4 Healthy Habits That Make Japan's Obesity Rate 90% Lower Than the U.S.
A popular YouTuber explains our cultural differences.
If you're struggling to maintain a healthy weight, you're not alone. America currently has an obesity rate of 43 percent—one of the highest among wealthy nations. The reasons for this are multifold and complex, but a few key themes emerge when you look at the trend: Insufficient access to affordable, fresh foods, hefty portion sizes, hidden sugar in just about everything, and low physical activity levels are all contributing to our expanding waistlines.
That's why, to improve the average American's health, many experts look to other countries for inspiration. Japan, for instance, has an obesity rate of just 4.5 percent, meaning its citizens suffer from much lower rates of cardiovascular disease, Type 2 diabetes, and certain types of cancer. In fact, according to a 2021 study in the European Journal of Clinical Nutrition, Japan has the longest average life expectancy among all G7 countries.
Yoko Ishii, a YouTuber, social media influencer, and activist, thinks she knows why. She recently shared four health habits that could contribute to Japan having an obesity rate 90 percent lower than America's.
Japanese children learn about nutrition and cooking in school.
In a recent video shared with Fox News, Ishii says that health education starts early in Japan, while children are still in elementary school. In particular, kids learn about nutrition in home economics classes and are even taught specific recipes that will set them up to have healthy eating habits later in life.
"We cook in class as well," Ishii explains in the video. "Just like how in science you do experiments, we actually do it and get a hang of it."
Additionally, all students from elementary school to junior high school receive a healthy daily lunch, typically consisting of rice, soup, a dish of fish and vegetables, and milk. Ishii says this sets an example of what an "ideal lunch" should look like, emphasizing good nutrition and healthy portion sizes.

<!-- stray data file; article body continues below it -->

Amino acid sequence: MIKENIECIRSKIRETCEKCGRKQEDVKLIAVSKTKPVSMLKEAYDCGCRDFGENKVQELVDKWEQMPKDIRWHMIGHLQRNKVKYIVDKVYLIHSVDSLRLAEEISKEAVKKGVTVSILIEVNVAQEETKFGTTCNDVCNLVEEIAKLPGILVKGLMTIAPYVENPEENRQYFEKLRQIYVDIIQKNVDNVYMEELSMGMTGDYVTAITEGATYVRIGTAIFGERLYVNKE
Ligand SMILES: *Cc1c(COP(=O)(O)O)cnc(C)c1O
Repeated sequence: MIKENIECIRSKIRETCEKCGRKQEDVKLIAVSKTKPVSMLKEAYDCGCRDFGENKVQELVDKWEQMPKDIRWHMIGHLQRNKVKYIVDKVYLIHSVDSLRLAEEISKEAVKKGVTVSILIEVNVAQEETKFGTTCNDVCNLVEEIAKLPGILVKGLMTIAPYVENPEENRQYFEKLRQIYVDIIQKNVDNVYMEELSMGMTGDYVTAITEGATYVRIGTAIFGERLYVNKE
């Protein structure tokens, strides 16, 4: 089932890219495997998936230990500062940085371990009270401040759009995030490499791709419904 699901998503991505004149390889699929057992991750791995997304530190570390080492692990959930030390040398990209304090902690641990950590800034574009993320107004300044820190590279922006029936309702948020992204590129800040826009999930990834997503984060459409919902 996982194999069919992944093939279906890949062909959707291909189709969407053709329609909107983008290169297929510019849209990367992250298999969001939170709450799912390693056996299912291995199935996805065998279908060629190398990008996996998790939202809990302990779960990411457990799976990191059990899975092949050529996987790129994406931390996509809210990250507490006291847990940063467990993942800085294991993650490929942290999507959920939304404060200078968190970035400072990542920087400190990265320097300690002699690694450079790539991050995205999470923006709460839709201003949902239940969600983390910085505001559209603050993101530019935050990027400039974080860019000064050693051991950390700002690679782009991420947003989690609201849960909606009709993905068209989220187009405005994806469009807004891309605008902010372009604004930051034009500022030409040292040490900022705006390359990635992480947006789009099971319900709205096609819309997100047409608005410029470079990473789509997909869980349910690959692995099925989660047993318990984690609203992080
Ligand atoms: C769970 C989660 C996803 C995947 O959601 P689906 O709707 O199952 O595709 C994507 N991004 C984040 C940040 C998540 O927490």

Japanese children have built-in time for exercise.
Ishii says another important health habit in Japan is making built-in time for exercise. In school, students have physical education classes and often join martial arts clubs, including Kendo and Judo.
Getting to and from school also offers an opportunity for more exercise. While most American children are driven to school, walking to school is considered much more common in Japan. Ishii says that when the school is farther from home, it's not uncommon for children to ride bikes.
"While growing up, we establish the system in ourselves to exercise and to depend on ourselves," Ishii says.
Japan prizes health knowledge.
So many of our health habits are shaped by our cultural norms and expectations. In America, we contend with severely mixed messages: extreme pressure to meet fitness and beauty standards, pitted against heavy advertising to disregard moderation and eat ever-expanding portion sizes.
In Japan, Ishii says there's a more singular message when it comes to health. For instance, it's common for TV variety shows to quiz your fitness or nutrition knowledge and for people to discuss these topics socially.
"We have to know about it and if you don't, that's kind of an embarrassment," Ishii says. "We are very passionate to learn about it so we can keep up with other people."
Japanese families do chores themselves.
In Japanese schools, there are no janitors—students are tasked with cleaning their own classrooms and hallways. This emphasis on self-reliance continues through the adult years, Ishii says, and ultimately makes people more physically active.
"When we grow up in our society we don't have maids. Even if you are somewhat rich, you don't think about that—you do everything on your own and clean by yourself," she says.
Though most Americans don't have maids either, we're known to prize convenience and automation whenever possible—for instance, by ordering items online rather than walking to a store. This lends itself to getting less physical activity over time, ultimately hindering our broader health goals.
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